6.2.1. Method for collecting haemolymph

From Stephens (1962):

  1. Larvae can be field-collected (see Section 6.1.) or reared in vitro (Section 3).
  2. Anaesthetize the larvae with CO2 until visible movement ceases. This makes it easier to handle larvae since they are otherwise quite active.
  3. Surface sterilize the larvae per Section 6.6. or with a hypochlorite solution (24 ml Millendo bleach in 1 l distilled water) for 5 minutes.
  4. Rinse the larvae twice with distilled water.
  5. Dry the larvae on sterile blotters at 30ºC until normal movement resumes.
  6. Wax moth larvae can be bled by cutting a proleg from the body or puncturing the proleg with a sterile needle and collecting the haemolymph that pools at the wound.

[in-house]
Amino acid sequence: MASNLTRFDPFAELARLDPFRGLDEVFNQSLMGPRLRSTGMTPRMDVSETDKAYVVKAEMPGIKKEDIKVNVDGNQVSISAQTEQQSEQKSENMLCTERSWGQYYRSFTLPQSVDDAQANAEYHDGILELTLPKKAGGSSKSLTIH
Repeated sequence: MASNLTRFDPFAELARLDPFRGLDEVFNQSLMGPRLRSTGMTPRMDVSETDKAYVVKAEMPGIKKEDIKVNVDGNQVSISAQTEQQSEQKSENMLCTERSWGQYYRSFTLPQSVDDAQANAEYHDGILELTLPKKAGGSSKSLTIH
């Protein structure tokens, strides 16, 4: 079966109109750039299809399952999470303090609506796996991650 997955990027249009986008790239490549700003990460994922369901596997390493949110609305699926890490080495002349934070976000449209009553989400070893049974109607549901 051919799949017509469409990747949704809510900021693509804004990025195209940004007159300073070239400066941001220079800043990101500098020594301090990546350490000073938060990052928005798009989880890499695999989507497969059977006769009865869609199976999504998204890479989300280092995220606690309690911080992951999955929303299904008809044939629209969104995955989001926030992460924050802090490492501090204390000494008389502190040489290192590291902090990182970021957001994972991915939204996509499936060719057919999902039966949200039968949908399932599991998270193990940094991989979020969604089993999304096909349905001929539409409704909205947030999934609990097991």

7. Collect haemolymph by capillary action into sterile capillary tubes. Larvae from which only a small amount of haemolymph is collected can survive, complete their development, and reproduce normally.


  • The haemolymph can be transferred to pre-cooled Eppendorf tubes containing a few crystals of phenylthiourea. This prevents melanization (Vilcinskas et al., 1997, Wedde et al., 1998).
  • 1 ml aliquots can be centrifuged twice at 10,000 g for 5 min to remove haemocytes (Wedde et al., 1998).